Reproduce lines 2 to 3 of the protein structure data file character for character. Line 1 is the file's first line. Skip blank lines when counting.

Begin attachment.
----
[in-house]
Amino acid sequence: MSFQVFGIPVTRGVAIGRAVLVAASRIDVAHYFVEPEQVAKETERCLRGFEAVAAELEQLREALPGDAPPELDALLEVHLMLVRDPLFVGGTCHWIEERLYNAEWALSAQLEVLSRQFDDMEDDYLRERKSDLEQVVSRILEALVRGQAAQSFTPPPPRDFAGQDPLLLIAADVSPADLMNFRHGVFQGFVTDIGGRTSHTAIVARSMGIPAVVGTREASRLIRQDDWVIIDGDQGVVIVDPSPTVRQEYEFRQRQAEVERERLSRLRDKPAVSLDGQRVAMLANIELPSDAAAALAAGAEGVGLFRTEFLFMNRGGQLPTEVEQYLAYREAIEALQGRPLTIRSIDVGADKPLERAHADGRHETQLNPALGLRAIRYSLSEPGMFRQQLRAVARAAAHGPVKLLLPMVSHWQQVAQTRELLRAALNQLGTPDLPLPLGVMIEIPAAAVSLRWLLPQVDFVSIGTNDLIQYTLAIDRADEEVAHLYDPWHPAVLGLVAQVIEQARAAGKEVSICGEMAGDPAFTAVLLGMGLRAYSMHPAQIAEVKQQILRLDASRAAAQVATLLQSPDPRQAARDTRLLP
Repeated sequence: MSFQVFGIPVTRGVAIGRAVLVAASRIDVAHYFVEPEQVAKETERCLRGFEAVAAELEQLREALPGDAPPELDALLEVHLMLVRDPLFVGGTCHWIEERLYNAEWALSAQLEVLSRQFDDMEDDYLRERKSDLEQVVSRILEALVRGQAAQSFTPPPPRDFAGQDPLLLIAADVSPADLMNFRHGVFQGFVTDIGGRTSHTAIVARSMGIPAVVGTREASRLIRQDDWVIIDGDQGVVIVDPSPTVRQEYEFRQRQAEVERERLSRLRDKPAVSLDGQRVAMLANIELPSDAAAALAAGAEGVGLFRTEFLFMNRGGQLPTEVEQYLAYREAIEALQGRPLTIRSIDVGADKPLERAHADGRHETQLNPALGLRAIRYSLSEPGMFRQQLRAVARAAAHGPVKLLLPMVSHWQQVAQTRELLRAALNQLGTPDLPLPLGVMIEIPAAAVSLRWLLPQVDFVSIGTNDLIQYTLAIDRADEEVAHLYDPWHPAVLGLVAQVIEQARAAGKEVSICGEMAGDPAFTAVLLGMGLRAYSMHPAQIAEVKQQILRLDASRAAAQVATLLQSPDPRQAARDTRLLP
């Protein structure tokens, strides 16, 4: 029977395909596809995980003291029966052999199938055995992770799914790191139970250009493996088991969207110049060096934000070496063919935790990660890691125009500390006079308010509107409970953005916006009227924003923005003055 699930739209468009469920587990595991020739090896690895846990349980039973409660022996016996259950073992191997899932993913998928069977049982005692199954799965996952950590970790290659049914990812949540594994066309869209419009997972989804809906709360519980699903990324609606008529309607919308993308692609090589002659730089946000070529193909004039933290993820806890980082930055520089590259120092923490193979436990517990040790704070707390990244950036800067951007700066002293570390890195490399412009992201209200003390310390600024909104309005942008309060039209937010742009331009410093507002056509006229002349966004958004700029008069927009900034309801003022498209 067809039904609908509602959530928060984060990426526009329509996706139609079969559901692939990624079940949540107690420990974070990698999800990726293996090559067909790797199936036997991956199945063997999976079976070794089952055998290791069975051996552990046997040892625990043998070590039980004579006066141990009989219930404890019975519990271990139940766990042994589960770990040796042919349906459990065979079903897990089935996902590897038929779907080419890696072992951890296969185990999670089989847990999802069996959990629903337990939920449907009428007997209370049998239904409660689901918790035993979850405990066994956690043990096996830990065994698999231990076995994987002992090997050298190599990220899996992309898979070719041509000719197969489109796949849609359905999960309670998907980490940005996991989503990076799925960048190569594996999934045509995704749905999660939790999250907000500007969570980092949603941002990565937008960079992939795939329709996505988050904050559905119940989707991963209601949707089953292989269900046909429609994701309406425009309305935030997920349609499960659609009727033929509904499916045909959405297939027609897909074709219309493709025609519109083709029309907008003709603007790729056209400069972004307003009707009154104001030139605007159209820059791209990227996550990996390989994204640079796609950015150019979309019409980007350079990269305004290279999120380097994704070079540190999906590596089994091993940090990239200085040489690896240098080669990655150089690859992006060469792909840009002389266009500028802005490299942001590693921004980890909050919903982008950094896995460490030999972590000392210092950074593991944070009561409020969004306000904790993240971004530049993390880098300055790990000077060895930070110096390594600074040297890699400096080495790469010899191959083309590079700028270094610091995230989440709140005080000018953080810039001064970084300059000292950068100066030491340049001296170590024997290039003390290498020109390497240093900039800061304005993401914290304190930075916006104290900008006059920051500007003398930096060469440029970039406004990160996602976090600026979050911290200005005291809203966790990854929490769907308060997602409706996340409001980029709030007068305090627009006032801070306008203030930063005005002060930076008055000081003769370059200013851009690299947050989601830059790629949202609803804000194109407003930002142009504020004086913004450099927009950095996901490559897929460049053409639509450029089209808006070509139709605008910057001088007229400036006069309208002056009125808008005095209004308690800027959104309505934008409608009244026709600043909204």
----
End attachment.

Amino acid sequence: MSFQVFGIPVTRGVAIGRAVLVAASRIDVAHYFVEPEQVAKETERCLRGFEAVAAELEQLREALPGDAPPELDALLEVHLMLVRDPLFVGGTCHWIEERLYNAEWALSAQLEVLSRQFDDMEDDYLRERKSDLEQVVSRILEALVRGQAAQSFTPPPPRDFAGQDPLLLIAADVSPADLMNFRHGVFQGFVTDIGGRTSHTAIVARSMGIPAVVGTREASRLIRQDDWVIIDGDQGVVIVDPSPTVRQEYEFRQRQAEVERERLSRLRDKPAVSLDGQRVAMLANIELPSDAAAALAAGAEGVGLFRTEFLFMNRGGQLPTEVEQYLAYREAIEALQGRPLTIRSIDVGADKPLERAHADGRHETQLNPALGLRAIRYSLSEPGMFRQQLRAVARAAAHGPVKLLLPMVSHWQQVAQTRELLRAALNQLGTPDLPLPLGVMIEIPAAAVSLRWLLPQVDFVSIGTNDLIQYTLAIDRADEEVAHLYDPWHPAVLGLVAQVIEQARAAGKEVSICGEMAGDPAFTAVLLGMGLRAYSMHPAQIAEVKQQILRLDASRAAAQVATLLQSPDPRQAARDTRLLP
Repeated sequence: MSFQVFGIPVTRGVAIGRAVLVAASRIDVAHYFVEPEQVAKETERCLRGFEAVAAELEQLREALPGDAPPELDALLEVHLMLVRDPLFVGGTCHWIEERLYNAEWALSAQLEVLSRQFDDMEDDYLRERKSDLEQVVSRILEALVRGQAAQSFTPPPPRDFAGQDPLLLIAADVSPADLMNFRHGVFQGFVTDIGGRTSHTAIVARSMGIPAVVGTREASRLIRQDDWVIIDGDQGVVIVDPSPTVRQEYEFRQRQAEVERERLSRLRDKPAVSLDGQRVAMLANIELPSDAAAALAAGAEGVGLFRTEFLFMNRGGQLPTEVEQYLAYREAIEALQGRPLTIRSIDVGADKPLERAHADGRHETQLNPALGLRAIRYSLSEPGMFRQQLRAVARAAAHGPVKLLLPMVSHWQQVAQTRELLRAALNQLGTPDLPLPLGVMIEIPAAAVSLRWLLPQVDFVSIGTNDLIQYTLAIDRADEEVAHLYDPWHPAVLGLVAQVIEQARAAGKEVSICGEMAGDPAFTAVLLGMGLRAYSMHPAQIAEVKQQILRLDASRAAAQVATLLQSPDPRQAARDTRLLP